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Posted: 12/12/2013 4:03:09 PM EST
What does this mean for anyone that was charged, prosecuted, fined, and imprisoned because of it?



Remember, I'm not talking about repeal, I'm talking about it being struck down.
Link Posted: 12/12/2013 4:20:17 PM EST
Good question

And I think your distinction between repeal and struck down by high court as constitutional violation, is an important factor.


Link Posted: 12/12/2013 5:10:31 PM EST
[Last Edit: 12/12/2013 5:11:02 PM EST by sbhaven]
What happens to a law when struck down will determine what happens to anyone charged because of it.

If a law like PA 13-3/PA 13-220 is stuck down, does the law it repealed and replaced rervert to being the law of the land? Or is the repealed law also struck down when the revised law is struck down?

Most likely what would happen is the court would say something to the effect of "the legislature has to go back and fix this unconstitutional law because..." and then the court will lay out what they think the legislature should fix/strike. Its very possible the court may even provide a road map for the legislature on how to craft a gun grabbing law that wouldn't be struck down when striking down a gun grabbing law.
Link Posted: 12/12/2013 5:10:58 PM EST
you still lose your anal virginity in prison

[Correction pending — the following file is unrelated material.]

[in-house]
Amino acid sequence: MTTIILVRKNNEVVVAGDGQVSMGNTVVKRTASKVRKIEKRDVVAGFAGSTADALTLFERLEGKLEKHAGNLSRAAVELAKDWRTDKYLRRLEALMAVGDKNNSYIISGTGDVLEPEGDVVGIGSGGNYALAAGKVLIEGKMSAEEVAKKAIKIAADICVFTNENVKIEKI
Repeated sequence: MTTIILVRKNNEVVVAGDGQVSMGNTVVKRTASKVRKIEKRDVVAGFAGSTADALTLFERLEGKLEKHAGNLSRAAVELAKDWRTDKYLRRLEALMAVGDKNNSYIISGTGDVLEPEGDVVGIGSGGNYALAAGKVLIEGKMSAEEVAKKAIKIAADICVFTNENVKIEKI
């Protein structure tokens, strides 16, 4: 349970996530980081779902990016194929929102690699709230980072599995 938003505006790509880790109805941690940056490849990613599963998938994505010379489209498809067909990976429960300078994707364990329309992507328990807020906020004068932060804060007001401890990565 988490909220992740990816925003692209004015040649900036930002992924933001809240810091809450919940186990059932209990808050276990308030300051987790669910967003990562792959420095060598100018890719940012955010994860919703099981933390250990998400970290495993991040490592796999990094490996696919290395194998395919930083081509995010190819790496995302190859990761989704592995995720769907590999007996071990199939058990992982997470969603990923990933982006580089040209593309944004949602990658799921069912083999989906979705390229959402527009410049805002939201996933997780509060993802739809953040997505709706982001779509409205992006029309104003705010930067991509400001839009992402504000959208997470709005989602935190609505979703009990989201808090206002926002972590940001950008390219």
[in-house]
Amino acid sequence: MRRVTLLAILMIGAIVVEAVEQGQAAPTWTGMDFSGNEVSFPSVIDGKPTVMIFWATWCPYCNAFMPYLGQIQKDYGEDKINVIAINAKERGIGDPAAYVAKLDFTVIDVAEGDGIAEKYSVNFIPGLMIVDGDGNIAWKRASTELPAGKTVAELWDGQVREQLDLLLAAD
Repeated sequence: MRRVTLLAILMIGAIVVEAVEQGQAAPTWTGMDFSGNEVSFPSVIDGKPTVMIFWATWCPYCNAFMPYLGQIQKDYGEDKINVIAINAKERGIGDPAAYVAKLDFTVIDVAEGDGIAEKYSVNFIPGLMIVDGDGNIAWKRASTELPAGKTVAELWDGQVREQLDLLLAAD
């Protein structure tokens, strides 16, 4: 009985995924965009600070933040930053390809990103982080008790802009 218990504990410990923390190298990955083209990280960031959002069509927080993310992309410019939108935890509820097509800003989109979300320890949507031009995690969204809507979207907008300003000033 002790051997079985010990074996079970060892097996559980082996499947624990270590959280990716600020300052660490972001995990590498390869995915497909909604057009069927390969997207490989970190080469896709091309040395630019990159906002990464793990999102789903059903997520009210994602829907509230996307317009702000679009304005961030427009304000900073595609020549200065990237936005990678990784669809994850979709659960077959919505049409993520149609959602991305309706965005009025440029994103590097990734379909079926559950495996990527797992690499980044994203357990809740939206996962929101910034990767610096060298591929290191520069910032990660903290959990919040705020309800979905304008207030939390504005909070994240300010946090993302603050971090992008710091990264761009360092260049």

Link Posted: 12/13/2013 7:39:10 AM EST
And they still have record of whatever anyone registered so they can seek a legal way to take it.
Link Posted: 12/13/2013 10:33:05 AM EST
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Originally Posted By Remydog:
And they still have record of whatever anyone registered so they can seek a legal way to take it.
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IF you registered.

Link Posted: 12/13/2013 12:04:37 PM EST
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Originally Posted By matthardcore:
Good question

And I think your distinction between repeal and struck down by high court as constitutional violation, is an important factor.


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That IS a good question.

Back in the 30's when prohibition was repealed and alcoholic beverages became legal again, does anyone know if all the people sent to prison for bootlegging bathtub gin were released because they were sent to prison for something that was no longer illegal, or did they stay in prison because they still broke the law regardless of whether it remained a law? I'd think that would be the legal model for what they would do in this case as well.
Link Posted: 12/13/2013 2:51:47 PM EST
Remember, Prohibition was repealed, not struck down. There is a big difference legally. I'm curious what would happen legally if someone was arrested, charged, prosecuted, and imprisoned due to a law that was subsequently struck down as unconstitutional.

Did you really break a law in the first place?
Link Posted: 12/13/2013 3:31:21 PM EST
[Last Edit: 12/13/2013 3:39:49 PM EST by sbhaven]
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Originally Posted By Wobblin-Goblin:
Remember, Prohibition was repealed, not struck down. There is a big difference legally. I'm curious what would happen legally if someone was arrested, charged, prosecuted, and imprisoned due to a law that was subsequently struck down as unconstitutional.